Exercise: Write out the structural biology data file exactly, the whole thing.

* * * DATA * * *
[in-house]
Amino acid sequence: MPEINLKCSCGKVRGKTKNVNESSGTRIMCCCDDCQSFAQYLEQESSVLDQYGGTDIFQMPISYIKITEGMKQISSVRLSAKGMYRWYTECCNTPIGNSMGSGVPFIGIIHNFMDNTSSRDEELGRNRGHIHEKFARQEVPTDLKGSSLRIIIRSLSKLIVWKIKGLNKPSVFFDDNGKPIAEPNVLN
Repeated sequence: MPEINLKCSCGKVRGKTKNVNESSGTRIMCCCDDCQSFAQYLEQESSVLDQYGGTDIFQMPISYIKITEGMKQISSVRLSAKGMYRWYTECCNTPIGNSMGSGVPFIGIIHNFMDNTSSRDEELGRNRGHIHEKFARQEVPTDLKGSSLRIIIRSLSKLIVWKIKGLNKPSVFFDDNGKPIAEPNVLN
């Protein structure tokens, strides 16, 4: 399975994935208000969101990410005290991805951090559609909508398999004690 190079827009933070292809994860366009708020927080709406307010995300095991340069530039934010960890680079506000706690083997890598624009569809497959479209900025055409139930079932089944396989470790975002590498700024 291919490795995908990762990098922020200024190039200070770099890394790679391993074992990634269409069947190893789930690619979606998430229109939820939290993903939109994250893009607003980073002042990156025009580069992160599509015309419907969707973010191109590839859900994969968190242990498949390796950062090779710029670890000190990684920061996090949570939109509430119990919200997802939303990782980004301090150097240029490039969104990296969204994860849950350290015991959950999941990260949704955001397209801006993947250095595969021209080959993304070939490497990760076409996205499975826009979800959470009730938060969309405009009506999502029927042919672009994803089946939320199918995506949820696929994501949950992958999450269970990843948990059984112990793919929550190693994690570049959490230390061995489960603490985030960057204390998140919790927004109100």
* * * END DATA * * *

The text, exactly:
[in-house]
Amino acid sequence: MPEINLKCSCGKVRGKTKNVNESSGTRIMCCCDDCQSFAQYLEQESSVLDQYGGTDIFQMPISYIKITEGMKQISSVRLSAKGMYRWYTECCNTPIGNSMGSGVPFIGIIHNFMDNTSSRDEELGRNRGHIHEKFARQEVPTDLKGSSLRIIIRSLSKLIVWKIKGLNKPSVFFDDNGKPIAEPNVLN
Repeated sequence: MPEINLKCSCGKVRGKTKNVNESSGTRIMCCCDDCQSFAQYLEQESSVLDQYGGTDIFQMPISYIKITEGMKQISSVRLSAKGMYRWYTECCNTPIGNSMGSGVPFIGIIHNFMDNTSSRDEELGRNRGHIHEKFARQEVPTDLKGSSLRIIIRSLSKLIVWKIKGLNKPSVFFDDNGKPIAEPNVLN
């Protein structure tokens, strides 16, 4: 399975994935208000969101990410005290991805951090559609909508398999004690 190079827009933070292809994860366009708020927080709406307010995300095991340069530039934010960890680079506000706690083997890598624009569809497959479209900025055409139930079932089944396989470790975002590498700024 291919490795995908990762990098922020200024190039200070770099890394790679391993074992990634269409069947190893789930690619979606998430229109939820939290993903939109994250893009607003980073002042990156025009580069992160599509015309419907969707973010191109590839859900994969968190242990498949390796950062090779710029670890000190990684920061996090949570939109509430119990919200997802939303990782980004301090150097240029490039969104990296969204994860849950350290015991959950999941990260949704955001397209801006993947250095595969021209080959993304070939490497990760076409996205499975826009979800959470009730938060969309405009009506999502029927042919672009994803089946939320199918995506949820696929994501949950992958999450269970990843948990059984112990793919929550190693994690570049959490230390061995489960603490985030960057204390998140919790927004109100």